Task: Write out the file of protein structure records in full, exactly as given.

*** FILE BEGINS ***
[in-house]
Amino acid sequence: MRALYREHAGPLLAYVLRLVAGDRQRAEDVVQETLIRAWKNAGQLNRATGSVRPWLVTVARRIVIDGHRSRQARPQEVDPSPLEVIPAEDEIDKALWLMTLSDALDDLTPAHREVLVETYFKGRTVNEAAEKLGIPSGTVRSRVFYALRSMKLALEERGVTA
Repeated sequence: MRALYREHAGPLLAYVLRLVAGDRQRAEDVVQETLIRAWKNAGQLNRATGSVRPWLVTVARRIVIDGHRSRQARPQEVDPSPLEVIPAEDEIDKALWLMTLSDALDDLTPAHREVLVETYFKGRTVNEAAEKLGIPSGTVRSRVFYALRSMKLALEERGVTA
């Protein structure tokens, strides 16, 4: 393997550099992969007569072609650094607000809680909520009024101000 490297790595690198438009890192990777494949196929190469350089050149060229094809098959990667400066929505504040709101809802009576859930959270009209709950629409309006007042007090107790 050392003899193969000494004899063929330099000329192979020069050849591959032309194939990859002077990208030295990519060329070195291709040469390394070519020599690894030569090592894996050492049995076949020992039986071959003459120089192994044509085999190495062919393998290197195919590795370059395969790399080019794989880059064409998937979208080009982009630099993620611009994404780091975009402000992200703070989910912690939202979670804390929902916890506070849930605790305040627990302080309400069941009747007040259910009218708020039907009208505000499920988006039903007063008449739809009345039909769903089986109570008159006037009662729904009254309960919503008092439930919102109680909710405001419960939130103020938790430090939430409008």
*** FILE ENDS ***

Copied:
[in-house]
Amino acid sequence: MRALYREHAGPLLAYVLRLVAGDRQRAEDVVQETLIRAWKNAGQLNRATGSVRPWLVTVARRIVIDGHRSRQARPQEVDPSPLEVIPAEDEIDKALWLMTLSDALDDLTPAHREVLVETYFKGRTVNEAAEKLGIPSGTVRSRVFYALRSMKLALEERGVTA
Repeated sequence: MRALYREHAGPLLAYVLRLVAGDRQRAEDVVQETLIRAWKNAGQLNRATGSVRPWLVTVARRIVIDGHRSRQARPQEVDPSPLEVIPAEDEIDKALWLMTLSDALDDLTPAHREVLVETYFKGRTVNEAAEKLGIPSGTVRSRVFYALRSMKLALEERGVTA
């Protein structure tokens, strides 16, 4: 393997550099992969007569072609650094607000809680909520009024101000 490297790595690198438009890192990777494949196929190469350089050149060229094809098959990667400066929505504040709101809802009576859930959270009209709950629409309006007042007090107790 050392003899193969000494004899063929330099000329192979020069050849591959032309194939990859002077990208030295990519060329070195291709040469390394070519020599690894030569090592894996050492049995076949020992039986071959003459120089192994044509085999190495062919393998290197195919590795370059395969790399080019794989880059064409998937979208080009982009630099993620611009994404780091975009402000992200703070989910912690939202979670804390929902916890506070849930605790305040627990302080309400069941009747007040259910009218708020039907009208505000499920988006039903007063008449739809009345039909769903089986109570008159006037009662729904009254309960919503008092439930919102109680909710405001419960939130103020938790430090939430409008």